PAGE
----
For a start, there was a fiasco with the airline—they said I must have proof of return travel. I knew this was a possibility, but I’d researched online— it didn’t say anywhere that this was a requirement for entry into Nicaragua, so I figured it would be ok. Wrong. In the airport, I bought ticket on my phone to show the check-in counter, and then immediately cancelled it after I was issued my boarding. Who knows when I want to leave?!
Upon arrival in Nicaragua, I was met at the airport by a cute, shy teen. He said “I help” and carried my suitcase. Then “I help” when I struggled with the seatbelt. He jammed it into place with force bordering on violence that was clearly necessary. It’s a little unnerving to show up as a single woman in the dark, but all was fine.
Today I woke up, chugged some coffee and found the route to the mall. Before I went, I looked up how much the exchange rate should be in the XE app. I had overheard people talking at breakfast about the numbers but didn’t put it together until much later that it wasn’t a match. I walked up and down the corridors, with most of my fellow shoppers staring at me. I found the ATM with its gunman at the ready and punched in a number. The ATM said no, so I divided the number by 10. It spat out money and I thought about the denominations available and realized I’d received much more than I had hoped for. I stressed for a moment as I cruised the mall at high speed looking for the bathroom to stow my cordoba in various separate pockets. I went to the grocery store and found some bus snacks. I perused every aisle, trying not to look like someone packing a fair chunk of cash as everyone looked at me. Back at the hostel, I felt better and safer. Maybe I didn’t need to worry so much after all. I realized I’d been looking at Indian Rupee, not Nicaraguan cordoba. Oops.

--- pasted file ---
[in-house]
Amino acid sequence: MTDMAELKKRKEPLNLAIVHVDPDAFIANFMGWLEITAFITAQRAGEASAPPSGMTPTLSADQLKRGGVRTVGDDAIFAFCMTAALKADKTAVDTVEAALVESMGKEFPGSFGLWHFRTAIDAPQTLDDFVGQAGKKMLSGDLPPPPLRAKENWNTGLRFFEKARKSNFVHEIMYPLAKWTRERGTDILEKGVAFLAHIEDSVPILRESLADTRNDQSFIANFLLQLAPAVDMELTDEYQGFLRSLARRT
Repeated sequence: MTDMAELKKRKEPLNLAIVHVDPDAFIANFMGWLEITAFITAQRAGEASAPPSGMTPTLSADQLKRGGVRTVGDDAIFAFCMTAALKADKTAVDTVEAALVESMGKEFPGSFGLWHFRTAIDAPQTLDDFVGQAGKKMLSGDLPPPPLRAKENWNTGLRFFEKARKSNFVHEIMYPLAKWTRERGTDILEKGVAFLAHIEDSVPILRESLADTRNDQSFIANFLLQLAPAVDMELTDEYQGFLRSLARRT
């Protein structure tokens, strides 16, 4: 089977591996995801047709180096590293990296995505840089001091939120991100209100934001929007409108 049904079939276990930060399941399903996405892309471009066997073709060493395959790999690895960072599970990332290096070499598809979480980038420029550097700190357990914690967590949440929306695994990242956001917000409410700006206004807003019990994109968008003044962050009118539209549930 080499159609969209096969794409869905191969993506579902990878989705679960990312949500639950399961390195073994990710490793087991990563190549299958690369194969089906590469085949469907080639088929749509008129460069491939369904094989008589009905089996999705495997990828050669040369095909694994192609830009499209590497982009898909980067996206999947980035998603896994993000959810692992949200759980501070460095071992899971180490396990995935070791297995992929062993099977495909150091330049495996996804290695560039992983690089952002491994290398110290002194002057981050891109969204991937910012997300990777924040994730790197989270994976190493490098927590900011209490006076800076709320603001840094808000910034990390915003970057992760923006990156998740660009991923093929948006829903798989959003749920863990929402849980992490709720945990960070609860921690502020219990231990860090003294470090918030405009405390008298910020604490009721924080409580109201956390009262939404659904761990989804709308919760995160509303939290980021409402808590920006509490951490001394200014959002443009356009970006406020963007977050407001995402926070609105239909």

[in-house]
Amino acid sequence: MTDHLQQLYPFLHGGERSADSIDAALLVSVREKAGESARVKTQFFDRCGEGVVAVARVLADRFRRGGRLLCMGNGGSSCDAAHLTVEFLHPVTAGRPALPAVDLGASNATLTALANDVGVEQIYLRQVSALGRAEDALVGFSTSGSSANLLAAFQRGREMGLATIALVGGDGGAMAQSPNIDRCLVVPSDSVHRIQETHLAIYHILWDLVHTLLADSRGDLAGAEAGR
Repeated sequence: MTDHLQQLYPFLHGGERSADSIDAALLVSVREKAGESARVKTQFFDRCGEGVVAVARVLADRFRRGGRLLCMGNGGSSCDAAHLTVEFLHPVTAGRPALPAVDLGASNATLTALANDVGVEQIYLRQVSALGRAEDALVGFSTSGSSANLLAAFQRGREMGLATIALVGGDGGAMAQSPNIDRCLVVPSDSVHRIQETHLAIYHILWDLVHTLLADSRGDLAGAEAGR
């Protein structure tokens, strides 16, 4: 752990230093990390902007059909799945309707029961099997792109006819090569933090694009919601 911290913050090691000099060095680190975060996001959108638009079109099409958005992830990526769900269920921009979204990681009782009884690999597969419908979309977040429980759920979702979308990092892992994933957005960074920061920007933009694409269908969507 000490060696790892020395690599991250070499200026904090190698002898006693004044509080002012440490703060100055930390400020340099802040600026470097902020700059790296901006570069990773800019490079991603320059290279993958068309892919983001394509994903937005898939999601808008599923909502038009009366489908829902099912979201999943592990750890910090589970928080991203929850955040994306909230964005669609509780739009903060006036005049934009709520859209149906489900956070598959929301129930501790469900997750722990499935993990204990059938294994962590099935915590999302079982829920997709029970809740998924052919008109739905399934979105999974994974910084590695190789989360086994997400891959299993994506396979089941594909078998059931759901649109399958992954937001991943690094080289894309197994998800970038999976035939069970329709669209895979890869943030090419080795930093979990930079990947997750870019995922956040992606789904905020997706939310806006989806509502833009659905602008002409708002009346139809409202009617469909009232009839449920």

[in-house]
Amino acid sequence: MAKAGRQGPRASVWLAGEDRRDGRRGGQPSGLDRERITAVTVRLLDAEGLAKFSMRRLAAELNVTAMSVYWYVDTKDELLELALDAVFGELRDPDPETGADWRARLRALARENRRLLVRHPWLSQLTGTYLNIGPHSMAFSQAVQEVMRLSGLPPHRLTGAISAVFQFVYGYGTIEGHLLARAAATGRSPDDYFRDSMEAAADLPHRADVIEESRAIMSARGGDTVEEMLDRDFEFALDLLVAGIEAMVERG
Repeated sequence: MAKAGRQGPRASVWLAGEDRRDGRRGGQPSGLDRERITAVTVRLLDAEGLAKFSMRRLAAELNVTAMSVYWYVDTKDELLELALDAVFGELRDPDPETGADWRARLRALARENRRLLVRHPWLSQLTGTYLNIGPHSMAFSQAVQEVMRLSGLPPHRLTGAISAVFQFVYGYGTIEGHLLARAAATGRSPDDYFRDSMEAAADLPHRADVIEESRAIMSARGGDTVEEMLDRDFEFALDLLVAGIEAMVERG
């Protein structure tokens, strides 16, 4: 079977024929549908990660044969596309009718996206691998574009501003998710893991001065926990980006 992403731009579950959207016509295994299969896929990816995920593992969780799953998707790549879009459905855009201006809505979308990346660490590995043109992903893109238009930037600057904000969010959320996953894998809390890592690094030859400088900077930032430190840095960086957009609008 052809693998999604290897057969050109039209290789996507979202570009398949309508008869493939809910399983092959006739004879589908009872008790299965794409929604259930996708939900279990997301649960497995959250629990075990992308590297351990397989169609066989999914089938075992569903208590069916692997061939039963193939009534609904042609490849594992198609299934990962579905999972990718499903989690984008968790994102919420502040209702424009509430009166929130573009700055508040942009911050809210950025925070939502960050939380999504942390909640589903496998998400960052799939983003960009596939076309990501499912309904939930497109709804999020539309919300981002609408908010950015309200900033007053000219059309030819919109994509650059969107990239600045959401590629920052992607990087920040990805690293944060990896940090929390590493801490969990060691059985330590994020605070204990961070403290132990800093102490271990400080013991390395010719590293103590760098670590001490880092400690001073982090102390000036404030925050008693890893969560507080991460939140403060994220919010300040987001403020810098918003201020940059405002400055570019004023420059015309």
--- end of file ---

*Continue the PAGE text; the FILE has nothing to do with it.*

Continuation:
I laid in a hammock and ate some snacks then had a refreshing, rejuvenating dip in the pool. It was shorter than I would have liked, but I had to check out. I also booked an airport shuttle. I was supposed to meet the SJDS shuttle at the airport at 13:30. I thought I had all of my ducks in a row, quacking in unison.